DCSIMG

African nations urged to lead fight for Mali

  • by BABA AHMED and ROBBIE COREY-BOULET
 

FRANCE’S foreign minister said yesterday that African ­nations should take the lead in a military intervention to oust ­Islamist insurgents from northern Mali.

Laurent Fabius was speaking at a summit in Ivory Coast focusing on ways that African forces could help. The meeting took place as France’s military intervention in Mali entered its second week.

“Step by step, I think it’s a question from what I heard this morning of some days, some weeks, the African troops will take over,” Fabius said.

Neighbouring countries are expected to contribute around 3,000 troops to the operation, which is aimed at preventing the militants, who are in control of northern Mali, from advancing further south toward the capital, Bamako.

While some initial contributions from Togo and Nigeria have arrived to help the French, concerns about the mission have delayed other west African countries from sending their promised troops so far. Funding for the mission is also an issue. Fabius said that a donor summit in the Ethiopian capital, Addis Ababa, on 29 January “will be a key event”.

“I am calling all partners of African development to come to Addis Ababa and to make generous contributions to this work of solidarity, peace and security both for the region and the continent,” he said.

Speaking yesterday on French television, defence minister Jean-Yves Drian said France now has 2,000 troops in Mali and has mobilised 2,900 in support of the operation in neighbouring Senegal, Burkina Faso and Niger.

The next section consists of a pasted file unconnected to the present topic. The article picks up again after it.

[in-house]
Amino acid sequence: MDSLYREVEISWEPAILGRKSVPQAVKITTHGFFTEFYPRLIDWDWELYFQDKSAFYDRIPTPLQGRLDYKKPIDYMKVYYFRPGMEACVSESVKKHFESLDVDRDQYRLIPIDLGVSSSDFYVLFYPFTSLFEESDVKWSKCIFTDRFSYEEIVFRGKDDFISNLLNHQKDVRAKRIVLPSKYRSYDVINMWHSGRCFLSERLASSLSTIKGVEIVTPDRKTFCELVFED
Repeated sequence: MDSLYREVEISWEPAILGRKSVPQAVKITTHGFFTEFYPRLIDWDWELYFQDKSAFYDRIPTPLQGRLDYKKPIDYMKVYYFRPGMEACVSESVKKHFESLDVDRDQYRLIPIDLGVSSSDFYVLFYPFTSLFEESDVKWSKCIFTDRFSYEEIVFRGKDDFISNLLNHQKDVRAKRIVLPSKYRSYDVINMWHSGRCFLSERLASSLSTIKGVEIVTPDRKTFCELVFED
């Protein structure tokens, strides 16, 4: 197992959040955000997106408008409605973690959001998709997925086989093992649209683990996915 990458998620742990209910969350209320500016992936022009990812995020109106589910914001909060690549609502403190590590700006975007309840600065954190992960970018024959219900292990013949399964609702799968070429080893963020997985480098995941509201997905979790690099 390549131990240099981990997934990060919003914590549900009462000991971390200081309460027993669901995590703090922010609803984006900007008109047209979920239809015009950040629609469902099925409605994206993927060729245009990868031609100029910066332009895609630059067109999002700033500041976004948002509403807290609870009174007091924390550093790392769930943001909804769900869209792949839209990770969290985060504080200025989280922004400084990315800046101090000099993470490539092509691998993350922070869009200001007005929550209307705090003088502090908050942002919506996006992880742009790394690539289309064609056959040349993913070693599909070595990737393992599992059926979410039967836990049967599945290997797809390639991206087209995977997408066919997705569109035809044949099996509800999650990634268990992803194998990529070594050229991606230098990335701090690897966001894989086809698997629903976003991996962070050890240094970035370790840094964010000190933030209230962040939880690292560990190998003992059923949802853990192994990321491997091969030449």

He said France “could go beyond” the 2,500 troops initially announced for Mali, and that at full deployment, Operation Serval would involve some 4,000 troops.

Meanwhile, Drian insisted “there has been no ground combat in Diabaly” involving French troops.

French forces have moved around Diabaly to cut off supplies to the Islamists, who took the town on Monday, said a French official.

Mali once enjoyed a reputation as one of west Africa’s most stable democracies with the majority of its 15.8 million people practising a moderate form of Islam. That changed last March, following a military coup in Bamako which fuelled the disarray that allowed Islamists to take over the main cities in the remote north.

The United Nations’ refugee agency warned last week that the fighting in Mali could force as many as 700,000 people to flee their homes in the coming months.

 

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